A new kind of marriage protest
We need to have a massive protest — citywide, statewide, nationwide — a protest that isn’t an in-your-face protest, but a reminder of a right that isn’t ours. We could stand out in the streets yelling; we could pass out pamphlets; we could have a sit-in at some government office.
But I think it is time for a new idea, and changing of the tables. We need to take the bar crawl and make it a protest. We’ll do “The Gay Bachelorette Party-Bar-Crawl for Gay Marriage Protest.” And we will do it in straight bars around the country. Here is the plan:
Get a group of seven to 10 people of the same sex together and have a bachelorette party. Choose a “bride-to-not-be” whose wedding we can’t celebrate because we can’t get married.
Then go out bar hopping, just like bachelorettes do. But instead of going to a gay bar, or a drag show, go to only straight bars.
Play the same silly games they play. Scream as loud as they do. Dress in stupid ways like they do. If you want to wear a dress, please do. But try not to make it a drag outfit. (Unless you are getting together drag queens in your group and all of you are in total drag.) Have signs or shirts that proclaim “Free Gay Marriage.” You can think of other slogans as appropriate for your area. Keep it fun — and pleasant.
You don’t have to talk to anyone or debate anyone. Just show up, have fun, let people see you and move on. If the bride wants to cry because he/she can’t get married, that can be fun, too.
Keep this protest light, fun and easy on the heteros. We want to remind them that gay marriage should be allowed, and that we want to celebrate our love, too.
The date for this will be: Oct. 23. E-mail this to all your friends and let’s get this protest going. Sign up for the event on Facebook under “The Gay Bachelorette Party-Bar-Crawl for Gay Marriage Protest.”
Marshall Wayne Lee
Finding an accepting place to heal
Statistics show that approximately 30 percent of homosexual men and women in the United States are addicted to drugs or alcohol (Keogh 2009).
This can be linked back to the tremendous stigmas LGBTQ people face in our society; often the LGBTQ community will turn to alcohol, drugs, sex or other compulsive behaviors in order to cope with the shame they feel as a result of this stigmatization.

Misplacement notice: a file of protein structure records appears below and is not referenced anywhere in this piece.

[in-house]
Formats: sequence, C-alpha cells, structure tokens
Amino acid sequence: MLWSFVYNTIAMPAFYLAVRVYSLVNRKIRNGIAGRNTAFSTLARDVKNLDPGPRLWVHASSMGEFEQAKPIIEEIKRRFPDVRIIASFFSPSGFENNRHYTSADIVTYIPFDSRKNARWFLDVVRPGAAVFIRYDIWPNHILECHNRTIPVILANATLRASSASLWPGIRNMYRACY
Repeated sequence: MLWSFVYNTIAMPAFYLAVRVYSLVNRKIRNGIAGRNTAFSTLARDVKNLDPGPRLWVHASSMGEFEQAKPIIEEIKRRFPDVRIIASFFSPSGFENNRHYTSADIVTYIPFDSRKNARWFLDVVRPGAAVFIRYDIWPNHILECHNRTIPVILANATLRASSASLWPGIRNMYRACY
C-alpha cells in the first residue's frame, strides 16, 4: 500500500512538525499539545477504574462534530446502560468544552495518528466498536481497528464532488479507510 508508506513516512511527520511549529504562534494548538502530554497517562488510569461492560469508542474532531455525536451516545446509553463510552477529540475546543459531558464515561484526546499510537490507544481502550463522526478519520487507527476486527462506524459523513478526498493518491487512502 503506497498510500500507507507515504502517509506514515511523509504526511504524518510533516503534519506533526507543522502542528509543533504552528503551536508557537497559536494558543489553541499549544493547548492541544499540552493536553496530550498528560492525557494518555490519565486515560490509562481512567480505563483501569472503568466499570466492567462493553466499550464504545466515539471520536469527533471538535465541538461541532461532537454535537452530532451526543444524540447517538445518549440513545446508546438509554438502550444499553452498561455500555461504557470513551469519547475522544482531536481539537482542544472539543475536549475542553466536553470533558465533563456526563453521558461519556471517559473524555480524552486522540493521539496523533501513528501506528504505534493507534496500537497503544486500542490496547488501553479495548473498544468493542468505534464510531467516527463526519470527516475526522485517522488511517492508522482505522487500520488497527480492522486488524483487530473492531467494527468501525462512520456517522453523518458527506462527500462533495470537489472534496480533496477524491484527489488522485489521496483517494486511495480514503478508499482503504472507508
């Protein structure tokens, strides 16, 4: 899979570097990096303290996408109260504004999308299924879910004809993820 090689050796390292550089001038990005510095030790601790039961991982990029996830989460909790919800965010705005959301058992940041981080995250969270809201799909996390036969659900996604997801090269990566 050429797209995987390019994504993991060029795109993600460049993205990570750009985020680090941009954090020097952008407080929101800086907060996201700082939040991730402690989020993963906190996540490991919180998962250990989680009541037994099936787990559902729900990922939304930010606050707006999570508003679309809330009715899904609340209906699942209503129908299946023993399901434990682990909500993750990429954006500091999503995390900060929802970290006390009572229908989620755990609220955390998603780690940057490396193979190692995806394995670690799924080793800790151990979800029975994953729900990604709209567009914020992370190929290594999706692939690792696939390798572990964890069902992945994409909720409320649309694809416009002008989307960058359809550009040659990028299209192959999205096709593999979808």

Members of the LGBT community already face a number of challenges in their daily lives. When addiction becomes a part of that, life can become that much more complicated.
Treatment facilities, such as Santé Center for Healing, which work with the LGBTQ community, are important because they provide a safe place to heal where gender and sexual identity are not an issue and the individual can focus more of their time on the recovery from their addiction.
In cases where there is a lack of understanding in the family, many are left on their own to deal with their confusion about their sexuality. The programs at Santé can help them come to terms with their sexual identity as well as heal from their addiction. The owner of Santé and several of its staff members are gay, which gives them a greater understanding of what this community faces daily.
September is National Alcohol and Drug Addiction Recovery Month. This month is special because it reiterates one of the fundamental philosophies of Santé — that treatment works and that recovery is within reach for everyone. It is not always easy or fun, but it is guaranteed to lead to a better quality of life, not just for the individual involved, but for everyone who they love and who love them.
If you or someone you know is struggling we encourage you to call our intake department at 800-258-4250 and ask for help.
George Straw, owner
Santé Center for Healing
This article appeared in the Dallas Voice print edition September 17, 2010.
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